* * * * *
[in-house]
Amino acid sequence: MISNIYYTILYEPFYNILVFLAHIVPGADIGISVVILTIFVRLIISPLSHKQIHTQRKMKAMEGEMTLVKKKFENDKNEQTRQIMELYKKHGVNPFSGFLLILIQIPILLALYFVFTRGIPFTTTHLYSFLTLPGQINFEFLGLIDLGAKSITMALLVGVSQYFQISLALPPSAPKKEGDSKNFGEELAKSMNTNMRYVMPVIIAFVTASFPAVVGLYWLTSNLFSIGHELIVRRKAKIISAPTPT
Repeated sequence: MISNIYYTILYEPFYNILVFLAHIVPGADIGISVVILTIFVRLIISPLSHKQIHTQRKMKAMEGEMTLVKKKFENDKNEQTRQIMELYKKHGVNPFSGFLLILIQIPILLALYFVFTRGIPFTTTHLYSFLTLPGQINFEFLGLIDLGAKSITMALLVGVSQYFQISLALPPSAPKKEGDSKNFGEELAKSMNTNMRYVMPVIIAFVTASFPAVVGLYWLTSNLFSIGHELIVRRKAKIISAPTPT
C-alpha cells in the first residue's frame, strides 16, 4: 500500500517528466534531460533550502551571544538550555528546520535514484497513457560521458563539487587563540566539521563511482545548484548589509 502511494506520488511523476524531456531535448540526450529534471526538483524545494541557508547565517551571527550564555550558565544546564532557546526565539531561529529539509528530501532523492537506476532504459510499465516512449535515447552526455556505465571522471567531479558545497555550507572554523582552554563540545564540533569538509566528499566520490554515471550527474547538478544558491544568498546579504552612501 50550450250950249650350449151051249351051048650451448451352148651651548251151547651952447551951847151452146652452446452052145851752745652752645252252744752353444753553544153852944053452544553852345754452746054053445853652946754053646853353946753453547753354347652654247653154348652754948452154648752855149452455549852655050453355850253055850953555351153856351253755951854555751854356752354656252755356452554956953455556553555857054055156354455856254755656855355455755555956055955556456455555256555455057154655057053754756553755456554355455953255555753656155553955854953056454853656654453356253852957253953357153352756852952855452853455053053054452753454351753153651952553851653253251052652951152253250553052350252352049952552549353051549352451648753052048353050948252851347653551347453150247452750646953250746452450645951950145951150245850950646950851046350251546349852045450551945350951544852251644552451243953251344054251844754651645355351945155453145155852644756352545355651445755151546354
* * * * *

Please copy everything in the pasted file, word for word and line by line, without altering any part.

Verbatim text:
[in-house]
Amino acid sequence: MISNIYYTILYEPFYNILVFLAHIVPGADIGISVVILTIFVRLIISPLSHKQIHTQRKMKAMEGEMTLVKKKFENDKNEQTRQIMELYKKHGVNPFSGFLLILIQIPILLALYFVFTRGIPFTTTHLYSFLTLPGQINFEFLGLIDLGAKSITMALLVGVSQYFQISLALPPSAPKKEGDSKNFGEELAKSMNTNMRYVMPVIIAFVTASFPAVVGLYWLTSNLFSIGHELIVRRKAKIISAPTPT
Repeated sequence: MISNIYYTILYEPFYNILVFLAHIVPGADIGISVVILTIFVRLIISPLSHKQIHTQRKMKAMEGEMTLVKKKFENDKNEQTRQIMELYKKHGVNPFSGFLLILIQIPILLALYFVFTRGIPFTTTHLYSFLTLPGQINFEFLGLIDLGAKSITMALLVGVSQYFQISLALPPSAPKKEGDSKNFGEELAKSMNTNMRYVMPVIIAFVTASFPAVVGLYWLTSNLFSIGHELIVRRKAKIISAPTPT
C-alpha cells in the first residue's frame, strides 16, 4: 500500500517528466534531460533550502551571544538550555528546520535514484497513457560521458563539487587563540566539521563511482545548484548589509 502511494506520488511523476524531456531535448540526450529534471526538483524545494541557508547565517551571527550564555550558565544546564532557546526565539531561529529539509528530501532523492537506476532504459510499465516512449535515447552526455556505465571522471567531479558545497555550507572554523582552554563540545564540533569538509566528499566520490554515471550527474547538478544558491544568498546579504552612501 50550450250950249650350449151051249351051048650451448451352148651651548251151547651952447551951847151452146652452446452052145851752745652752645252252744752353444753553544153852944053452544553852345754452746054053445853652946754053646853353946753453547753354347652654247653154348652754948452154648752855149452455549852655050453355850253055850953555351153856351253755951854555751854356752354656252755356452554956953455556553555857054055156354455856254755656855355455755555956055955556456455555256555455057154655057053754756553755456554355455953255555753656155553955854953056454853656654453356253852957253953357153352756852952855452853455053053054452753454351753153651952553851653253251052652951152253250553052350252352049952552549353051549352451648753052048353050948252851347653551347453150247452750646953250746452450645951950145951150245850950646950851046350251546349852045450551945350951544852251644552451243953251344054251844754651645355351945155453145155852644756352545355651445755151546354